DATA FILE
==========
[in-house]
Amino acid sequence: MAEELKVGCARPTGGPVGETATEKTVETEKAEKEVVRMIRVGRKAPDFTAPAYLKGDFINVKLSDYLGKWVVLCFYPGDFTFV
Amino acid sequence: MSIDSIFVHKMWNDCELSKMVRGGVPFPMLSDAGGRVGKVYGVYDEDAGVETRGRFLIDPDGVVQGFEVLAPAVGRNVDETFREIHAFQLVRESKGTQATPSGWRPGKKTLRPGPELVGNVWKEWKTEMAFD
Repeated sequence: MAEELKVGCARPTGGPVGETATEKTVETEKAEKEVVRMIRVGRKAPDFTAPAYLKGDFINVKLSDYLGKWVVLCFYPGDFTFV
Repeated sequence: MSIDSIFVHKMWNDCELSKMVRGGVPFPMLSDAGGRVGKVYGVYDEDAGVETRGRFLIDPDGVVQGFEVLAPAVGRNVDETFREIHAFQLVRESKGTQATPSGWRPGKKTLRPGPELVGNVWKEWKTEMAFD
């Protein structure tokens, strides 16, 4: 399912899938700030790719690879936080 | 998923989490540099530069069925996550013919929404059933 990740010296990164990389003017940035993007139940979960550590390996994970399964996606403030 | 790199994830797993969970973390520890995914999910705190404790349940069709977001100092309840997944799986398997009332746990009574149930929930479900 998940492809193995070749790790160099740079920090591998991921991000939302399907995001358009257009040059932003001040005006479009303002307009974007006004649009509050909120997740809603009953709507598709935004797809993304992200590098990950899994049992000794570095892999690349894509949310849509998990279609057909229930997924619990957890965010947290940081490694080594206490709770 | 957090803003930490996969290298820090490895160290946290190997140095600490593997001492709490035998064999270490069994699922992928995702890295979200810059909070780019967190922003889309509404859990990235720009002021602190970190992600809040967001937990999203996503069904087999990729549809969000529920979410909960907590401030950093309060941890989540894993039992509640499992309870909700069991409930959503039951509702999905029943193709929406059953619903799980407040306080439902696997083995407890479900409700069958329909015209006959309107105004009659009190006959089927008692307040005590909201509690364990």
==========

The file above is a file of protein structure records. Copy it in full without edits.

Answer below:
[in-house]
Amino acid sequence: MAEELKVGCARPTGGPVGETATEKTVETEKAEKEVVRMIRVGRKAPDFTAPAYLKGDFINVKLSDYLGKWVVLCFYPGDFTFV
Amino acid sequence: MSIDSIFVHKMWNDCELSKMVRGGVPFPMLSDAGGRVGKVYGVYDEDAGVETRGRFLIDPDGVVQGFEVLAPAVGRNVDETFREIHAFQLVRESKGTQATPSGWRPGKKTLRPGPELVGNVWKEWKTEMAFD
Repeated sequence: MAEELKVGCARPTGGPVGETATEKTVETEKAEKEVVRMIRVGRKAPDFTAPAYLKGDFINVKLSDYLGKWVVLCFYPGDFTFV
Repeated sequence: MSIDSIFVHKMWNDCELSKMVRGGVPFPMLSDAGGRVGKVYGVYDEDAGVETRGRFLIDPDGVVQGFEVLAPAVGRNVDETFREIHAFQLVRESKGTQATPSGWRPGKKTLRPGPELVGNVWKEWKTEMAFD
């Protein structure tokens, strides 16, 4: 399912899938700030790719690879936080 | 998923989490540099530069069925996550013919929404059933 990740010296990164990389003017940035993007139940979960550590390996994970399964996606403030 | 790199994830797993969970973390520890995914999910705190404790349940069709977001100092309840997944799986398997009332746990009574149930929930479900 998940492809193995070749790790160099740079920090591998991921991000939302399907995001358009257009040059932003001040005006479009303002307009974007006004649009509050909120997740809603009953709507598709935004797809993304992200590098990950899994049992000794570095892999690349894509949310849509998990279609057909229930997924619990957890965010947290940081490694080594206490709770 | 957090803003930490996969290298820090490895160290946290190997140095600490593997001492709490035998064999270490069994699922992928995702890295979200810059909070780019967190922003889309509404859990990235720009002021602190970190992600809040967001937990999203996503069904087999990729549809969000529920979410909960907590401030950093309060941890989540894993039992509640499992309870909700069991409930959503039951509702999905029943193709929406059953619903799980407040306080439902696997083995407890479900409700069958329909015209006959309107105004009659009190006959089927008692307040005590909201509690364990």